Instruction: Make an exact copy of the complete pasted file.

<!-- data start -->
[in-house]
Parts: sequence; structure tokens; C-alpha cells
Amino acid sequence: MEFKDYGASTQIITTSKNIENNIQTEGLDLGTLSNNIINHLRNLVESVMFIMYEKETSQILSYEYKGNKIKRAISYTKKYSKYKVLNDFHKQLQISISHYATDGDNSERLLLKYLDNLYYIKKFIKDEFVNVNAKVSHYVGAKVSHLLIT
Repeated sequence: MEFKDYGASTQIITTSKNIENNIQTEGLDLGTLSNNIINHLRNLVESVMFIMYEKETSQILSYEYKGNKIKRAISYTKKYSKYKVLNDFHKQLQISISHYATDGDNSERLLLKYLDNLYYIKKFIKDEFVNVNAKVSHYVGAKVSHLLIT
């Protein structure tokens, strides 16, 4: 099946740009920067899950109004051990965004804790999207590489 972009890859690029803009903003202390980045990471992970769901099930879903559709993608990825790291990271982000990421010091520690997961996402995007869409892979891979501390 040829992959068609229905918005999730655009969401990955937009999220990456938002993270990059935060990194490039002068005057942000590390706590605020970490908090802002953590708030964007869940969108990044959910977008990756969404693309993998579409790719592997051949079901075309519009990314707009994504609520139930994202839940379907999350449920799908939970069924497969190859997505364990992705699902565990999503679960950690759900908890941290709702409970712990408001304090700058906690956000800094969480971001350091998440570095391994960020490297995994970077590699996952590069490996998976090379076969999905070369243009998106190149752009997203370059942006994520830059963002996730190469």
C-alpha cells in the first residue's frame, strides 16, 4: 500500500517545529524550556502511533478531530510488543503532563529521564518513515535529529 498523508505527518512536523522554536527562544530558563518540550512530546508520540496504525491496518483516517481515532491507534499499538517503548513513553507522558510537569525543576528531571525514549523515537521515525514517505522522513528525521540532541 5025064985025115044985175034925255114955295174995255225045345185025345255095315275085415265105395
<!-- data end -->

[in-house]
Parts: sequence; structure tokens; C-alpha cells
Amino acid sequence: MEFKDYGASTQIITTSKNIENNIQTEGLDLGTLSNNIINHLRNLVESVMFIMYEKETSQILSYEYKGNKIKRAISYTKKYSKYKVLNDFHKQLQISISHYATDGDNSERLLLKYLDNLYYIKKFIKDEFVNVNAKVSHYVGAKVSHLLIT
Repeated sequence: MEFKDYGASTQIITTSKNIENNIQTEGLDLGTLSNNIINHLRNLVESVMFIMYEKETSQILSYEYKGNKIKRAISYTKKYSKYKVLNDFHKQLQISISHYATDGDNSERLLLKYLDNLYYIKKFIKDEFVNVNAKVSHYVGAKVSHLLIT
């Protein structure tokens, strides 16, 4: 099946740009920067899950109004051990965004804790999207590489 972009890859690029803009903003202390980045990471992970769901099930879903559709993608990825790291990271982000990421010091520690997961996402995007869409892979891979501390 040829992959068609229905918005999730655009969401990955937009999220990456938002993270990059935060990194490039002068005057942000590390706590605020970490908090802002953590708030964007869940969108990044959910977008990756969404693309993998579409790719592997051949079901075309519009990314707009994504609520139930994202839940379907999350449920799908939970069924497969190859997505364990992705699902565990999503679960950690759900908890941290709702409970712990408001304090700058906690956000800094969480971001350091998440570095391994960020490297995994970077590699996952590069490996998976090379076969999905070369243009998106190149752009997203370059942006994520830059963002996730190469």
C-alpha cells in the first residue's frame, strides 16, 4: 500500500517545529524550556502511533478531530510488543503532563529521564518513515535529529 498523508505527518512536523522554536527562544530558563518540550512530546508520540496504525491496518483516517481515532491507534499499538517503548513513553507522558510537569525543576528531571525514549523515537521515525514517505522522513528525521540532541 5025064985025115044985175034925255114955295174995255225045345185025345255095315275085415265105395